Distalmotion recently partnered with Proximie, which develops an operating room operating system that provides hospitals and surgical centers access to preoperative data that can help inform patient care — plus real-time collaborative tools to record, train and deliver care.

Noah Medical: 500-case mark for Galaxy

Noah Medical recently announced the 500th use of its Galaxy surgical robotic system for robotic-assisted bronchoscopy in the U.S.

San Carlos, California–based Noah Medical designed Galaxy and its accessories to provide bronchoscopic visualization and access. These capabilities provide diagnostic and therapeutic procedures in patient airways. The system features advanced imaging technologies that provide real-time location updates for potentially cancerous lesions. Noah designed the technology to improve tool-in-lesion and diagnostic yield.

Galaxy uses proprietary integrated tomosynthesis called TiLT Technology. It enables augmented fluoroscopy with a disposable single-use bronchoscope with always-on vision, and a small, compact footprint that allows for easy integration into most bronchoscopy suites.

The company announced in April 2023 that it had raised $150 million in a Series B round.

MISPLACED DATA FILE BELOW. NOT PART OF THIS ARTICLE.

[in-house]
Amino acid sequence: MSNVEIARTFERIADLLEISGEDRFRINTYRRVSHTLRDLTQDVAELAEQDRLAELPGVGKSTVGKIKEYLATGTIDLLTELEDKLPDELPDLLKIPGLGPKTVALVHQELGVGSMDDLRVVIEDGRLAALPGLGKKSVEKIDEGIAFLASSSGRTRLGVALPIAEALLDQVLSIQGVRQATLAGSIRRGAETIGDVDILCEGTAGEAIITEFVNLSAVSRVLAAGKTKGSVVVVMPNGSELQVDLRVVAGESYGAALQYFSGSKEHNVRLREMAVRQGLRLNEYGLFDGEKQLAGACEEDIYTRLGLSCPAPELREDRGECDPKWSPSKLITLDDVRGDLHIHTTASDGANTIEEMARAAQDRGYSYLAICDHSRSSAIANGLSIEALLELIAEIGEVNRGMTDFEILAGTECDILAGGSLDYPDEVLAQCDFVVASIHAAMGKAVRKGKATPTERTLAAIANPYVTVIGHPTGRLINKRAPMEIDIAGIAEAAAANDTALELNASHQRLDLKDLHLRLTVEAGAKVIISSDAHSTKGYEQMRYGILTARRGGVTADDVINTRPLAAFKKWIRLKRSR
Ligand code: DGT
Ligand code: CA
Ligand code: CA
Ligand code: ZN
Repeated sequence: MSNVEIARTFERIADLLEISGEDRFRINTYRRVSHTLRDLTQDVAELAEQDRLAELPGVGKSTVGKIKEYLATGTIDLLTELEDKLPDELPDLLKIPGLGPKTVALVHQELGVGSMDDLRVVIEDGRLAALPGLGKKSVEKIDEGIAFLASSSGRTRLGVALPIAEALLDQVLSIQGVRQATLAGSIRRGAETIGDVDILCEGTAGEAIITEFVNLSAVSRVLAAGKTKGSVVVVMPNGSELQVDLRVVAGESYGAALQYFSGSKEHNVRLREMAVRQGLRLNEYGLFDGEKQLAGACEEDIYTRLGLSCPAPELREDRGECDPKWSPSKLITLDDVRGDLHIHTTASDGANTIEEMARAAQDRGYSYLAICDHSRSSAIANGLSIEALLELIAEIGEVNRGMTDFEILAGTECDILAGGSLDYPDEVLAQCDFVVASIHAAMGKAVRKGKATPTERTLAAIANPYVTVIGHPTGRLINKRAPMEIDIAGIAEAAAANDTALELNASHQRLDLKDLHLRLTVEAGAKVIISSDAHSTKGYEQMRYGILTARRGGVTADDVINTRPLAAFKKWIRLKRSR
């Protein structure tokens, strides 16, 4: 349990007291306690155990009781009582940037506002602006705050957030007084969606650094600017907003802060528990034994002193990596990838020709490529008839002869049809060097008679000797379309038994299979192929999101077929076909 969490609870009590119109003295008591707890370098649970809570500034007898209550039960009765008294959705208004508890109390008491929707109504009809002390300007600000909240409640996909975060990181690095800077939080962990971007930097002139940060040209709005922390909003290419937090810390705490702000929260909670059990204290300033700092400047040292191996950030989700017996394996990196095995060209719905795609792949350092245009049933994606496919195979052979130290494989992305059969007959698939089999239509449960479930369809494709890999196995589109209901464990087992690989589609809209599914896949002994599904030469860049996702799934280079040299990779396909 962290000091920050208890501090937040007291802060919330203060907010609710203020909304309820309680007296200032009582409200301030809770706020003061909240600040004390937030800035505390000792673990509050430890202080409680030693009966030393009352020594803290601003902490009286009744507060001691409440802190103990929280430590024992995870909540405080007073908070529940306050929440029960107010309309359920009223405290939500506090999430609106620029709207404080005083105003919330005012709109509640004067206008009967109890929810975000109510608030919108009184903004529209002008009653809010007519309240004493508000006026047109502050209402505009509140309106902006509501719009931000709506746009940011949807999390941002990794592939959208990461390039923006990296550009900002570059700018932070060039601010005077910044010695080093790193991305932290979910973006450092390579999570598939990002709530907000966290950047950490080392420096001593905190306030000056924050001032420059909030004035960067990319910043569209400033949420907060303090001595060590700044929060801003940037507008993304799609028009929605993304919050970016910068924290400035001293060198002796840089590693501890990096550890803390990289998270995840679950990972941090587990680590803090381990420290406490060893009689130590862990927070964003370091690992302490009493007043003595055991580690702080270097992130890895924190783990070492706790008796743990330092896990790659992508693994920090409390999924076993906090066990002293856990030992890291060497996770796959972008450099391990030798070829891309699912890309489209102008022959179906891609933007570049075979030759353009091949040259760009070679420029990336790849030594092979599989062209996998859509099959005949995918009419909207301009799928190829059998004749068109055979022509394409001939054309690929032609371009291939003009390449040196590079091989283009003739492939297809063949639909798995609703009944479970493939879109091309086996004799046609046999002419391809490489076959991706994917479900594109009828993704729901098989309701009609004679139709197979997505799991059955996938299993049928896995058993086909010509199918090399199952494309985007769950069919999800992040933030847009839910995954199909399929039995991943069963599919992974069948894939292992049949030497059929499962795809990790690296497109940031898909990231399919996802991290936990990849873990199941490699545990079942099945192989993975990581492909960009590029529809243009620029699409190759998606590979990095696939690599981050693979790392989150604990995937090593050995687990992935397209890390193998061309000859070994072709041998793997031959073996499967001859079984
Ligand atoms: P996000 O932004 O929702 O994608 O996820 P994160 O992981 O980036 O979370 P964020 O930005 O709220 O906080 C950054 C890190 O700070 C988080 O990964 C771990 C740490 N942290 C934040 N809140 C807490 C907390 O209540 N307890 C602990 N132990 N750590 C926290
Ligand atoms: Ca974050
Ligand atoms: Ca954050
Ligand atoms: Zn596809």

Noah Medical CEO Jian Zhang in December 2023 shared his surgical robotics industry outlook with MassDevice’s sibling site Medical Design & Outsourcing.

Other surgical robotics companies we’re keeping an eye on at MassDevice

Vicarious Surgical’s technology combines proprietary human-like surgical robots with 3D visualization to transport surgeons inside the patient to perform minimally invasive surgery. The Waltham, Massachusetts–based company’s technology has generated a lot of buzz in the past, but last year saw the company push back timelines for its Version 1.0 system and engage in layoffs. The company recently brought on Olympus and Flex veteran ​​Randy Clark as president, reporting to co-founder and CEO Adam Sachs.

Momentus Surgical, formerly Memic Innovative Surgery, developed the Anovo system that featured miniature humanoid-shaped arms. CTech reported that there were layoffs at the Tel, Aviv, Israel–based company last year.

Zimmer Biomet’s Rosa surgical robotics systems for brain, hip and total knee procedures are part of the company’s overall ZBEdge digital and robotic technology suite. (Liane Teplitsky, ZB’s robotics, technology and data president, offered data integration advice and identified opportunities beyond orthopedics during an interview with MDO last year.)

Smith+Nephew offers its Cori surgical system for knee and hip surgeries. It includes a 3D intraoperative imaging system and an advanced robotic sculpting tool.

Monteris Medical is a privately held company based in Minnetonka, Minnesota, that develops MR-guided ablation systems to perform minimally invasive, robotically controlled brain surgery.

Ronovo Surgical in Shanghai unveiled its Carina robotic platform a year ago. Carina, a modular system built on proprietary technology, enables configurable robotic assistance for laparoscopic surgeries across multiple specialties.